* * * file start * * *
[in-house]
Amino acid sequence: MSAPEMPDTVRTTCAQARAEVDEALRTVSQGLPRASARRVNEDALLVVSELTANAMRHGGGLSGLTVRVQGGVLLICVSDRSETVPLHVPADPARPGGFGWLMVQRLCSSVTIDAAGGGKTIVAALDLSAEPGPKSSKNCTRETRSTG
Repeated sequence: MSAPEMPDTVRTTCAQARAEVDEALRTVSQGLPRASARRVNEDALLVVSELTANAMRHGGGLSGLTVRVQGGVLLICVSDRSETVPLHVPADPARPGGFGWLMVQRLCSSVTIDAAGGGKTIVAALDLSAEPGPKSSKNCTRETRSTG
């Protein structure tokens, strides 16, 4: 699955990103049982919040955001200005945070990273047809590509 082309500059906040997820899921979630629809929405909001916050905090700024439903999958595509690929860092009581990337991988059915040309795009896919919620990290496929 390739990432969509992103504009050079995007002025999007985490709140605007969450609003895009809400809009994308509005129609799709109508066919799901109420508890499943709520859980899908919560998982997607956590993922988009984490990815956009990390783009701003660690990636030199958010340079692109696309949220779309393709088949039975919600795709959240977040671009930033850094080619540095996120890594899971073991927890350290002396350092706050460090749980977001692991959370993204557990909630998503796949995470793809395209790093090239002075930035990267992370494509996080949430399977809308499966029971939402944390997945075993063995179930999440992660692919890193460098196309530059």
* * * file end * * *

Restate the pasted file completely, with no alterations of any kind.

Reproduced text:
[in-house]
Amino acid sequence: MSAPEMPDTVRTTCAQARAEVDEALRTVSQGLPRASARRVNEDALLVVSELTANAMRHGGGLSGLTVRVQGGVLLICVSDRSETVPLHVPADPARPGGFGWLMVQRLCSSVTIDAAGGGKTIVAALDLSAEPGPKSSKNCTRETRSTG
Repeated sequence: MSAPEMPDTVRTTCAQARAEVDEALRTVSQGLPRASARRVNEDALLVVSELTANAMRHGGGLSGLTVRVQGGVLLICVSDRSETVPLHVPADPARPGGFGWLMVQRLCSSVTIDAAGGGKTIVAALDLSAEPGPKSSKNCTRETRSTG
């Protein structure tokens, strides 16, 4: 699955990103049982919040955001200005945070990273047809590509 082309500059906040997820899921979630629809929405909001916050905090700024439903999958595509690929860092009581990337991988059915040309795009896919919620990290496929 390739990432969509992103504009050079995007002025999007985490709140605007969450609003895009809400809009994308509005129609799709109508066919799901109420508890499943709520859980899908919560998982997607956590993922988009984490990815956009990390783009701003660690990636030199958010340079692109696309949220779309393709088949039975919600795709959240977040671009930033850094080619540095996120890594899971073991927890350290002396350092706050460090749980977001692991959370993204557990909630998503796949995470793809395209790093090239002075930035990267992370494509996080949430399977809308499966029971939402944390997945075993063995179930999440992660692919890193460098196309530059």